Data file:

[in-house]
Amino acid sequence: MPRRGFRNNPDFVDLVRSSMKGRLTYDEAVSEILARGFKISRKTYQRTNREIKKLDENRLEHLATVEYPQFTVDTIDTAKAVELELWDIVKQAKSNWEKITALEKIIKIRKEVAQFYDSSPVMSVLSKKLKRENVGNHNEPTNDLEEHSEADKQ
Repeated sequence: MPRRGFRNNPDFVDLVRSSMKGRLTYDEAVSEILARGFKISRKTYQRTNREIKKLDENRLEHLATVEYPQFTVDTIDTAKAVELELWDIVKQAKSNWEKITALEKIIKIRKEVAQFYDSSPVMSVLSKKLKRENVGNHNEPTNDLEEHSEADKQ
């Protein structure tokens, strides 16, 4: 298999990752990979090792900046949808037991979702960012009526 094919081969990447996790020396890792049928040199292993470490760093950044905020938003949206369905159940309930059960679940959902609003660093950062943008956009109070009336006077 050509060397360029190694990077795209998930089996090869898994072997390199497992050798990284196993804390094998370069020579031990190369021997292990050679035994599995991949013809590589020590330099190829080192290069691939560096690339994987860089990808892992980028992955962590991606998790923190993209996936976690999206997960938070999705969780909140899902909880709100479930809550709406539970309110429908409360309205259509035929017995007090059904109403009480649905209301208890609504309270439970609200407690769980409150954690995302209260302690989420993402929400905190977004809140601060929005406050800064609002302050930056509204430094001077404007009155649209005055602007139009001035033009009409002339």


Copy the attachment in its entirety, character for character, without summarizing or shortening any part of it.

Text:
[in-house]
Amino acid sequence: MPRRGFRNNPDFVDLVRSSMKGRLTYDEAVSEILARGFKISRKTYQRTNREIKKLDENRLEHLATVEYPQFTVDTIDTAKAVELELWDIVKQAKSNWEKITALEKIIKIRKEVAQFYDSSPVMSVLSKKLKRENVGNHNEPTNDLEEHSEADKQ
Repeated sequence: MPRRGFRNNPDFVDLVRSSMKGRLTYDEAVSEILARGFKISRKTYQRTNREIKKLDENRLEHLATVEYPQFTVDTIDTAKAVELELWDIVKQAKSNWEKITALEKIIKIRKEVAQFYDSSPVMSVLSKKLKRENVGNHNEPTNDLEEHSEADKQ
């Protein structure tokens, strides 16, 4: 298999990752990979090792900046949808037991979702960012009526 094919081969990447996790020396890792049928040199292993470490760093950044905020938003949206369905159940309930059960679940959902609003660093950062943008956009109070009336006077 050509060397360029190694990077795209998930089996090869898994072997390199497992050798990284196993804390094998370069020579031990190369021997292990050679035994599995991949013809590589020590330099190829080192290069691939560096690339994987860089990808892992980028992955962590991606998790923190993209996936976690999206997960938070999705969780909140899902909880709100479930809550709406539970309110429908409360309205259509035929017995007090059904109403009480649905209301208890609504309270439970609200407690769980409150954690995302209260302690989420993402929400905190977004809140601060929005406050800064609002302050930056509204430094001077404007009155649209005055602007139009001035033009009409002339």